The Soviet Intervention that Never Happened

Records of a Tito-Brezhnev call suggest the Kremlin mulled intervention in Yugoslavia in 1971

The Soviet invasion of Czechoslovakia in August 1968 reverberated far outside of Prague. In Yugoslavia, the local leadership assumed that Moscow’s assault on the CSSR—a maneuver characteristic of the so-called Brezhnev Doctrine of limited sovereignty—created a dangerous precedent.

DEADLINE EXTENDED: Apply for the 2018 Summer Institute on Conducting Archival Research

Extended Deadline: Applications are now due Sunday, February 18, 2018. All materials must be received by 11:59 p.m. EST.


Unearthing Soviet Secrets in Ukraine’s Archives

The archives of Ukraine are open and they are filled with former Soviet secrets.

Anyone conducting research on the Soviet Union, nuclear history, or the Cold War should visit Ukraine as soon as possible.

Finding Engineers in American Foreign Policy

Engineers have helped extend American power in the world for generations, but their archives are often hidden from public. Here's how to find them.

In the course of my dissertation research, I at one point found myself sitting in a sparse basement just outside of Saint Louis, Missouri, literally rummaging through trash bags of primary source material.

Korea in the Bulgarian Archives, 1945-1995: An Introduction

Click here to download this Working Paper as a PDF.

NKIDP Working Paper #5

Korea in the Bulgarian Archives: An Introduction

Jordan Baev and Soyoung Kim
September 2017

China’s Foreign Ministry Archive: Open or Closed?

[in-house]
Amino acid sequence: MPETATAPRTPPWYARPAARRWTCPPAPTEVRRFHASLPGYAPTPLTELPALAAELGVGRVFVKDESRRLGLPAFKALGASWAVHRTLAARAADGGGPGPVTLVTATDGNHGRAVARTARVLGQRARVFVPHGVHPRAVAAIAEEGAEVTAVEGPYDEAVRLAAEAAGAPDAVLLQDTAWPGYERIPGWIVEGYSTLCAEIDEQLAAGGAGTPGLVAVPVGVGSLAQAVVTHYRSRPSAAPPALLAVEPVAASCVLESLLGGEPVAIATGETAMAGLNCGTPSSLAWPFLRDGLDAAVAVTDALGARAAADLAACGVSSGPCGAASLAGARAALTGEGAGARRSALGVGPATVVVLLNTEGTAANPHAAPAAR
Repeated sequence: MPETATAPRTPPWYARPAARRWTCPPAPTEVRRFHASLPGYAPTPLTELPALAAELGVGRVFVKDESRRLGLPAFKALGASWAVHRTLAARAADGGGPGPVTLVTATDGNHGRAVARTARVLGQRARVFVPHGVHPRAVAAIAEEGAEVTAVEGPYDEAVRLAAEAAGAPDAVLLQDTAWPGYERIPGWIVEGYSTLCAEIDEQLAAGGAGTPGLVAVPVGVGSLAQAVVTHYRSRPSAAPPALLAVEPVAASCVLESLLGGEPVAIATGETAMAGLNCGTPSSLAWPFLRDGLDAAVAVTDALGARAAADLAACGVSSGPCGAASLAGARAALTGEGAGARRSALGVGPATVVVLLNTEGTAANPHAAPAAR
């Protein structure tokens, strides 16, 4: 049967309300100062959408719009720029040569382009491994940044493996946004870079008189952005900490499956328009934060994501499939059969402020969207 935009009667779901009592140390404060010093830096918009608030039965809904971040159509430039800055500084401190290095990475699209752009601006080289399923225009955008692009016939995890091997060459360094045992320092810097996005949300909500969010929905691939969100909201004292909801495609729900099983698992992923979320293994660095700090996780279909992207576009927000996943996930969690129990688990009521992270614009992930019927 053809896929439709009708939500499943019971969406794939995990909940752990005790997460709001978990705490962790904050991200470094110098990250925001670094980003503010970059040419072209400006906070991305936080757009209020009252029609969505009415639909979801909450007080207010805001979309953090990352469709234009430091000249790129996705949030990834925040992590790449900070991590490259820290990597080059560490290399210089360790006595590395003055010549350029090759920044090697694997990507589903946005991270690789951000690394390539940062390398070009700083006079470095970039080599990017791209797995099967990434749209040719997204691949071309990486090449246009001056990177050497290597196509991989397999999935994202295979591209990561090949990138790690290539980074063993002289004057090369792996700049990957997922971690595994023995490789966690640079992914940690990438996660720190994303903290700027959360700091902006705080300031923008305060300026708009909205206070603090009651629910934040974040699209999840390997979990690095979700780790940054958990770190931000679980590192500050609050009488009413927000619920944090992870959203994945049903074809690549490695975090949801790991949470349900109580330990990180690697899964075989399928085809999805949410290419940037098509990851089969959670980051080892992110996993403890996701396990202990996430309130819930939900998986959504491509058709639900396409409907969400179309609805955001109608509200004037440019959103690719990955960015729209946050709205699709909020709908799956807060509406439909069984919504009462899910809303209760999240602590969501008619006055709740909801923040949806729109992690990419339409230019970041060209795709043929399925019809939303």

China seems determined to rewrite the past on its terms. It all starts in the archives.

Avoiding the Translation Trap

To understand Iran’s behavior, look to the original sources      

As the Trump administration reviewed its Iran policy in August 2017, Iranian officials made statements that, as they were reported in Western media outlets, seemed to question the future of the Joint Comprehensive Plan of Action (JCPOA).

Out of the Cold: Mainstreaming Intelligence Sourcing

How intelligence archives can challenge settled views

When I was a graduate student at Columbia University in the 1970s, there was an epistemological “joke” that we students sometimes referenced when choosing research topics. It went like this:

The Future of History

Is the history you know complete or is it subject to change? Is there such a thing as the final word when it comes to chronicling historic events? With the release of previously unavailable documents (the kind available through the Wilson Center Digital Archive: our understanding of well-known events can change significantly. And now that we are moving from a document-based world to a digital world, how will future historians piece together the stories of our times?

San Diego State University Library Special Collections Network Television News Video Research Archive

The archive contains MP4 videos of more than 350 local and network television news reports cover-ing a variety of research topic areas, including African-American history, Cold War confrontations, the post-World War II search for Nazi fugitives, Middle East war and peace efforts, science and technolo-gy, urban unrest, fine arts, music, journalism, advertising, and public relations. The stories, reported by San Diego State journalism graduate John Martin, appeared between 1966 and 2002 on ABC News, NBC News, and KCRA News, (Sacramento).